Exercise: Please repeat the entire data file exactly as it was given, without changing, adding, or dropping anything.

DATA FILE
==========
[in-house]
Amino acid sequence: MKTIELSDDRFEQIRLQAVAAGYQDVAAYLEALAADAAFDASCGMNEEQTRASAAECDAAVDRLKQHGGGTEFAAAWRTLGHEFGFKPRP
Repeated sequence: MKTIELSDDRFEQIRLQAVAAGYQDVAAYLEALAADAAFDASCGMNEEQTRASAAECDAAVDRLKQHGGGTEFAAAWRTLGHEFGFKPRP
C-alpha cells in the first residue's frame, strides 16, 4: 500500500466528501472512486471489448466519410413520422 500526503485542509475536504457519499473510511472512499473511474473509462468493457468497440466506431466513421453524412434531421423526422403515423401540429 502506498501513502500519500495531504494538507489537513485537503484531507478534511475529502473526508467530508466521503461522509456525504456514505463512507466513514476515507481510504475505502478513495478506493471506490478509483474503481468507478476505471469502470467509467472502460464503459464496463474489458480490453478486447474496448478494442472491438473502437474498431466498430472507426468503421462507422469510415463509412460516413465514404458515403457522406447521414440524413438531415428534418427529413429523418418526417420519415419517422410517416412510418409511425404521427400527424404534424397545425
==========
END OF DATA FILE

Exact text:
[in-house]
Amino acid sequence: MKTIELSDDRFEQIRLQAVAAGYQDVAAYLEALAADAAFDASCGMNEEQTRASAAECDAAVDRLKQHGGGTEFAAAWRTLGHEFGFKPRP
Repeated sequence: MKTIELSDDRFEQIRLQAVAAGYQDVAAYLEALAADAAFDASCGMNEEQTRASAAECDAAVDRLKQHGGGTEFAAAWRTLGHEFGFKPRP
C-alpha cells in the first residue's frame, strides 16, 4: 500500500466528501472512486471489448466519410413520422 500526503485542509475536504457519499473510511472512499473511474473509462468493457468497440466506431466513421453524412434531421423526422403515423401540429 502506498501513502500519500495531504494538507489537513485537503484531507478534511475529502473526508467530508466521503461522509456525504456514505463512507466513514476515507481510504475505502478513495478506493471506490478509483474503481468507478476505471469502470467509467472502460464503459464496463474489458480490453478486447474496448478494442472491438473502437474498431466498430472507426468503421462507422469510415463509412460516413465514404458515403457522406447521414440524413438531415428534418427529413429523418418526417420519415419517422410517416412510418409511425404521427400527424404534424397545425